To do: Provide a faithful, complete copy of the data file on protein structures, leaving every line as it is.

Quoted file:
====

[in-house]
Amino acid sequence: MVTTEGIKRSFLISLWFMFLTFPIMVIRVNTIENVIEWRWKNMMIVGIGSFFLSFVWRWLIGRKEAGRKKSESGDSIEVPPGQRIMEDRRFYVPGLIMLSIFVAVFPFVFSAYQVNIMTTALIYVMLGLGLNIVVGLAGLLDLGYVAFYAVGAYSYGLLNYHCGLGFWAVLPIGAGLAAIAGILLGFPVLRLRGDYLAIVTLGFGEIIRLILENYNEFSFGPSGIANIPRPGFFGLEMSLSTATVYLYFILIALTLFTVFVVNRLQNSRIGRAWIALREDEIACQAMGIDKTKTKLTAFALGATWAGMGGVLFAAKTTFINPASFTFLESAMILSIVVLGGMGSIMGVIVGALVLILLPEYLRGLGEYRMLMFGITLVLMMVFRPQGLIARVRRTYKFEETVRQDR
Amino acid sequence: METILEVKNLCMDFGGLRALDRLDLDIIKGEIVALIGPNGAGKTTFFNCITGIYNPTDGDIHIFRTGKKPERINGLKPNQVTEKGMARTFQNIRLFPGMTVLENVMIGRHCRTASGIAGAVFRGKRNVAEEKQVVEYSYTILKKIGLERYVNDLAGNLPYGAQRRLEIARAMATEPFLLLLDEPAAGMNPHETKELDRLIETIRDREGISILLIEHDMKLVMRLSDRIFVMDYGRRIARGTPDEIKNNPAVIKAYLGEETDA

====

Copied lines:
[in-house]
Amino acid sequence: MVTTEGIKRSFLISLWFMFLTFPIMVIRVNTIENVIEWRWKNMMIVGIGSFFLSFVWRWLIGRKEAGRKKSESGDSIEVPPGQRIMEDRRFYVPGLIMLSIFVAVFPFVFSAYQVNIMTTALIYVMLGLGLNIVVGLAGLLDLGYVAFYAVGAYSYGLLNYHCGLGFWAVLPIGAGLAAIAGILLGFPVLRLRGDYLAIVTLGFGEIIRLILENYNEFSFGPSGIANIPRPGFFGLEMSLSTATVYLYFILIALTLFTVFVVNRLQNSRIGRAWIALREDEIACQAMGIDKTKTKLTAFALGATWAGMGGVLFAAKTTFINPASFTFLESAMILSIVVLGGMGSIMGVIVGALVLILLPEYLRGLGEYRMLMFGITLVLMMVFRPQGLIARVRRTYKFEETVRQDR
Amino acid sequence: METILEVKNLCMDFGGLRALDRLDLDIIKGEIVALIGPNGAGKTTFFNCITGIYNPTDGDIHIFRTGKKPERINGLKPNQVTEKGMARTFQNIRLFPGMTVLENVMIGRHCRTASGIAGAVFRGKRNVAEEKQVVEYSYTILKKIGLERYVNDLAGNLPYGAQRRLEIARAMATEPFLLLLDEPAAGMNPHETKELDRLIETIRDREGISILLIEHDMKLVMRLSDRIFVMDYGRRIARGTPDEIKNNPAVIKAYLGEETDA